While COVID-19 shutdowns were the culprit behind automobile production issues in 2020, 2021’s big story will be a shortage of computer chips and semiconductors. As each year’s models are released with increasingly complex electronics, the demand for chips and semiconductors in the automotive sector has surged in the last decade. Manufacturers like General Motors, Ford, Honda, and Toyota have had to shut down production or send new vehicles to showroom floors missing components to meet demand for 2021. This, in turn, has led to a surge in demand for used vehicles, raising their sticker prices.
It should come as no surprise that with an increase in demand for used vehicles and the lingering effects of the pandemic, there exists plenty of opportunities for scammers to take advantage of those in the market for used vehicles. In this article, we’ll highlight some of the scams and red flags buyers should have in mind as they look to purchase used vehicles online.
SELLERS UNWILLING OR UNABLE TO SHOW VEHICLE
The COVID-19 pandemic provided the perfect smokescreen for scammers in 2020 looking to avoid test drives and in-person showings of vehicles, with many using it as an excuse to keep buyers at arm’s length, requesting payments in good faith that the vehicle would be delivered after payment. Would-be buyers should never agree to purchase a vehicle they haven’t seen themselves or aren’t allowed to test drive extensively. They should also be wary of any seller who won’t allow their vehicle to be inspected by the buyer’s trusted professional.
SELLERS SEEM RUSHED OR HAVE A SOB STORY
For scammers, immediacy is key to success. The longer it takes to separate a potential buyer from their cash, the less likely their scam will work. Many employ pressure tactics to try to get money from customers. Common reasons for rushed sales are things like a death in the family, an urgent need for rent payment, or even upcoming military deployment. Buyers should always beware of a rushed sale and never be afraid to walk away if a seller becomes too pushy for payment. Remember, the market is hot for used cars right now, so legitimate sellers won’t need to rush a sale.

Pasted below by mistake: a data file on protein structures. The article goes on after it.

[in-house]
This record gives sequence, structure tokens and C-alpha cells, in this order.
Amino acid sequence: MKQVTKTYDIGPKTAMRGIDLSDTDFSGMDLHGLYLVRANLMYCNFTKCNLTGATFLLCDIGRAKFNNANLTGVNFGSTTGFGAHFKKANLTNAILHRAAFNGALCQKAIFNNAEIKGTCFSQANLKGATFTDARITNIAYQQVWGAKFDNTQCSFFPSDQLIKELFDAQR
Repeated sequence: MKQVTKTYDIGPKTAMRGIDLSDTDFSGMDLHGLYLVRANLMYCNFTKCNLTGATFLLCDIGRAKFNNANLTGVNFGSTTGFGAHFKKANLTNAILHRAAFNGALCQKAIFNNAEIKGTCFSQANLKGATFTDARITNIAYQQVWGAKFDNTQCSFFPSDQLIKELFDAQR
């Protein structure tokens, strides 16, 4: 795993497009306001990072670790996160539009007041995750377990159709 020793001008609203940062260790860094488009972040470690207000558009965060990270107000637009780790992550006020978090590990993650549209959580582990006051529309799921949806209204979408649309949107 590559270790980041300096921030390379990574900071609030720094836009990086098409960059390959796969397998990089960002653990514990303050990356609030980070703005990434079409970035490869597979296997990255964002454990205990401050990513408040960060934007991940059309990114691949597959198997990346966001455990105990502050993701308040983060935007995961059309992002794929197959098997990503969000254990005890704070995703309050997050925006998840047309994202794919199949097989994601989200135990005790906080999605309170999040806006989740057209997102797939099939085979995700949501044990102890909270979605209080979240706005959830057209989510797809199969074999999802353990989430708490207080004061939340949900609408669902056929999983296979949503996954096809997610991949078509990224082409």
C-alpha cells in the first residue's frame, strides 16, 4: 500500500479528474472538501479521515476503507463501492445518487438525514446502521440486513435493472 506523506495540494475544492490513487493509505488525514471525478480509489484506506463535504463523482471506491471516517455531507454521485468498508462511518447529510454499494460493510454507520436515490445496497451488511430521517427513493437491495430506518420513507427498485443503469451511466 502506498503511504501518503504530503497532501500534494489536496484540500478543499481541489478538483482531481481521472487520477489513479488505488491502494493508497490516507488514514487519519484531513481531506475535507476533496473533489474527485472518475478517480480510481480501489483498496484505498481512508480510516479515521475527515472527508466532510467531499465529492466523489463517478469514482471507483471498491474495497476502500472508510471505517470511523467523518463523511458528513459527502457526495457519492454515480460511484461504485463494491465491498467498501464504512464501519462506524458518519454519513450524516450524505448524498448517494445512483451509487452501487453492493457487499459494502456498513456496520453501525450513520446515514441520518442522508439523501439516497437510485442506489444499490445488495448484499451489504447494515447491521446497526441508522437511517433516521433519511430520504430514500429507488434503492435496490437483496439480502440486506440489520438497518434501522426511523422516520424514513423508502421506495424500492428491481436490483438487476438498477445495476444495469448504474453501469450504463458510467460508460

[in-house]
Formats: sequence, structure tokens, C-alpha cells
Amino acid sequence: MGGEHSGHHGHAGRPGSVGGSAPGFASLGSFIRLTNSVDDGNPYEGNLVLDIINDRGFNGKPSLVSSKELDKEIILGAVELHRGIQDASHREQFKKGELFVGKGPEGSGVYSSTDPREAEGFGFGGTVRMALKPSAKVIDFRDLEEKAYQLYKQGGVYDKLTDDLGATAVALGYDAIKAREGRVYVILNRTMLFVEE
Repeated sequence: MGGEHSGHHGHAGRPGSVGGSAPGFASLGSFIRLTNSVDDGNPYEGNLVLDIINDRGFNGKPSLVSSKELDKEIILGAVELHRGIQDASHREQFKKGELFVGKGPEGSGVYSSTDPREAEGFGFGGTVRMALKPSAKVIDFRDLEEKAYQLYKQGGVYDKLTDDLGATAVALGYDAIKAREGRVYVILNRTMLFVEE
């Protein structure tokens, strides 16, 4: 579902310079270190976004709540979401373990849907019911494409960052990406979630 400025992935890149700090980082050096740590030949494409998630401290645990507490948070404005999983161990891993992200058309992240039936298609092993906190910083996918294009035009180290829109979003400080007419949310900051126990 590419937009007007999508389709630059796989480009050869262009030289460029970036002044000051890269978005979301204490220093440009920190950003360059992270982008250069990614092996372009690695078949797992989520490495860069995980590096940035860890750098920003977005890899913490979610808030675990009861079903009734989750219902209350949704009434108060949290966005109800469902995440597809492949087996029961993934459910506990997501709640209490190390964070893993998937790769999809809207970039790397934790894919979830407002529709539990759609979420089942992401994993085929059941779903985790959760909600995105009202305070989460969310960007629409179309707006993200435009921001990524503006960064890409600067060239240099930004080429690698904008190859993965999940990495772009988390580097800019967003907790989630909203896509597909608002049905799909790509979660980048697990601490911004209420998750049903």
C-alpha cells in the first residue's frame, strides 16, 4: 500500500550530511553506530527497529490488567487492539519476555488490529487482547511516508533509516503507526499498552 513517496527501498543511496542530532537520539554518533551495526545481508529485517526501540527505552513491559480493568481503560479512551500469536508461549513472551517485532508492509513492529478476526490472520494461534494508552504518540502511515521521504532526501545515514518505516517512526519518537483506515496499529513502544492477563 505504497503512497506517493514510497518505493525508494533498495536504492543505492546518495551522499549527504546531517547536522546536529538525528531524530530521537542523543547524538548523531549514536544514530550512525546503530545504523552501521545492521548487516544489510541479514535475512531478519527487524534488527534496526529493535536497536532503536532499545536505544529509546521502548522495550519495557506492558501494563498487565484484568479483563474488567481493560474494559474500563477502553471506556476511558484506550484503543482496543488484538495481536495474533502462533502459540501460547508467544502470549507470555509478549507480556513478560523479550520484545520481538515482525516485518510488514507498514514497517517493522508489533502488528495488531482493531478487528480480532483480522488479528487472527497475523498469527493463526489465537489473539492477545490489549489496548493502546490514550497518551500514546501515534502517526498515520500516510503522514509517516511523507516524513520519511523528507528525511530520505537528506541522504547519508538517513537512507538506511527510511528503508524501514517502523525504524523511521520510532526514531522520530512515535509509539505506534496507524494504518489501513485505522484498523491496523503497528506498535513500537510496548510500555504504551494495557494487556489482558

SELLER REQUESTS UNTRACEABLE PAYMENT
Customers should always process payment through a trusted and trackable source. If a seller is requesting payment through wire transfer, gift cards, or other strange, untraceable means, this should be a red flag. Similarly, many scammers know that requesting thousands of dollars in up-front payment will scare potential buyers away, so some may try to get you to pay installments. Things like a deposit, delivery fee, etc., should be handled with extreme caution, as any money handed over before a vehicle is delivered may not be able to be recovered.
BEWARE HIDDEN DAMAGE/LOW MILEAGE
Never buy a vehicle you can’t see in person and always have it inspected by someone you trust. Scam sellers have been known to employ things like new paint jobs or interior reconditioning to cover up accidents, major mechanical issues, or even flood damage. Always request a VIN from the seller and plug it into multiple sites to ensure you capture as much vehicle history as possible. On a similar note, most drivers put 10-13k miles on their vehicles each year. If a car seems to have extremely low mileage, be sure to compare that with other things like the tire tread depth or wear-and-tear on the interior to make sure it all adds up. If a car is advertised with only 15,000 miles on the odometer but has bald tires, then you know something isn’t right.
While by no means a comprehensive listing of things to look out for when buying a used car, these are just a few examples of how scammers are taking advantage of our recovering economy. It’s a seller’s market for used vehicles right now, so buyers owe it to themselves to take as many precautions as possible. If it seems too good to be true, then it probably is. Do as much of your business through reputable sellers as you can to avoid losing hundreds or thousands of dollars on your next used vehicle transaction.